Keywords: Price setting; nominal rigidity; real rigidity; inflation persistence; survey data.
    JEL: E30 D40
    Date: 2005–10
  5. By: Goergen,M.; Martynova,M.; Renneboog,L. (TILEC (Tilburg Law and Economics Center))
    Date: 2005
  6. By: Guido Wolswijk (European Central Bank, Kaiserstrasse 29, 60311 Frankfurt am Main, Germany)
    Abstract: This paper analyses some fiscal aspects of mortgage debt in the EU. It first describes the main fiscal instruments that governments use to affect mortgage-financed home-ownership. In the empirical part, real mortgage debt growth is analysed for 15 EU countries using pooled regressions. Fiscal effects are included via after-tax interest rates. Other factors shown to be relevant for mortgage debt growth are house prices, financial deregulation, and stock markets while the effects of household income and inflation are less evident. Finally, the role of structural fiscal measures in reducing housing market volatility is highlighted.
    Keywords: Mortgage credit; loans; tax policy; income tax; interest deductibility.
    JEL: E51 E62 G21 H31 R21
    Date: 2005–09
  7. By: Jérôme Héricourt (TEAM); Mathilde Maurel (ROSES)
    Abstract: The purpose of this paper consists in assessing the extent of financial integration in the European Union using the Feldstein-Horioka criterion. More precisely, we test the cross-correlation of savings and investment rates across the regions of the European Union, using regional data from Regio and national statistical offices, over the period 1995-2000. Several important outcomes are reported by our article. First, we find that the financial integration seems to be realized inside each country, and we are able to rationalize the few puzzles we face. Second, we find that overall financial integration between EU regions is almost complete. After performing additional investigations on consistent sub-groups of regions, however, our analysis discards the illusion that the sole suppression of institutional barriers to capital mobility would be sufficient to achieve a perfect financial integration. In that spirit, our main finding is that History, language, borders and distance as a proxy for transaction and information costs, still matter.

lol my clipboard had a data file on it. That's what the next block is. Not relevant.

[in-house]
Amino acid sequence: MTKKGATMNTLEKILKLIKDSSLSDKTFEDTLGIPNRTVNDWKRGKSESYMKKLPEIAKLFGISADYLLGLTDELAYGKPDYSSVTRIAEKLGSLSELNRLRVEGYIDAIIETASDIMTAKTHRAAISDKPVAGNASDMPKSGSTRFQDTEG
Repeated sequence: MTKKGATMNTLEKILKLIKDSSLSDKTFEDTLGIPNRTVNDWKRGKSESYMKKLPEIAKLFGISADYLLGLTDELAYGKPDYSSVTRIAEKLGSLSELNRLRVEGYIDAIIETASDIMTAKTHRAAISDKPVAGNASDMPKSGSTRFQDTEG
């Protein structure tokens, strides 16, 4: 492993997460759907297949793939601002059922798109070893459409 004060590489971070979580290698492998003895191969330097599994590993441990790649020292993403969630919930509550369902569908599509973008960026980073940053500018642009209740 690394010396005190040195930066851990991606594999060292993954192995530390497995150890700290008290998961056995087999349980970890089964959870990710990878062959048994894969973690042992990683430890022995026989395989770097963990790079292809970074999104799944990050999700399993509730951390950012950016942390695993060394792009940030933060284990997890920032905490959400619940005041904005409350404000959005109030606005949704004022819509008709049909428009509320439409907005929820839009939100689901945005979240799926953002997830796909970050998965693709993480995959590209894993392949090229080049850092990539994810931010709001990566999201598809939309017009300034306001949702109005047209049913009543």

Keywords: Feldstein-Horioka puzzle, regional savings, investment, capital market, capital flows.
    JEL: E22 F21 G15
    Date: 2005–10
  8. By: Elizaveta Krylova (European Central Bank, Market Operations, Kaiserstrasse 29, 60311 Frankfurt am Main, Germany); Lorenzo Cappiello (DG-Research, European Central Bank, Kaiserstrasse 29, 60311 Frankfurt am Main, Germany); Roberto A. De Santis (DG Economics, European Central Bank, Kaiserstrasse 29, 60311 Frankfurt am Main, Germany)
    Abstract: By employing Lucas’ (1982) model, this study proposes an arbitrage relationship – the Uncovered Equity Return Parity (URP) condition – to explain the dynamics of exchange rates. When expected equity returns in a country/region are lower than expected equity returns in another country/region, the currency associated with the market offering lower returns is expected to appreciate. First, we test the URP assuming that investors are risk neutral and next we relax this hypothesis. The resulting risk premia are proxied by economic variables, which are related to the business cycle. We employ differentials in corporate earnings’ growth rates, short-term interest rate changes, annual inflation rates, and net equity flows. The URP explains a large fraction of the variability of some European currencies vis-à-vis the US dollar. When confronted with the naïve random walk model, the URP for the EUR/USD performs better in terms of forecasts for a set of alternative statistics.
    Keywords: Foreign exchange markets; asset pricing; random walk; UIP; GMM.
    JEL: F31 G15 C22 C53
    Date: 2005–09
  9. By: Olivier Blanchard
    Abstract: In the 1970s, European unemployment started increasing. It increased further in the 1980s, to reach a plateau in the 1990s. It is still high today, although the average unemployment rate hides a high degree of heterogeneity across countries. The focus of researchers and policy makers was initially on the role of shocks. As unemployment remained high, the focus has progressively shifted to institutions. This paper reviews the interaction of facts and theories, and gives a tentative assessment of what we know and what we still do not know.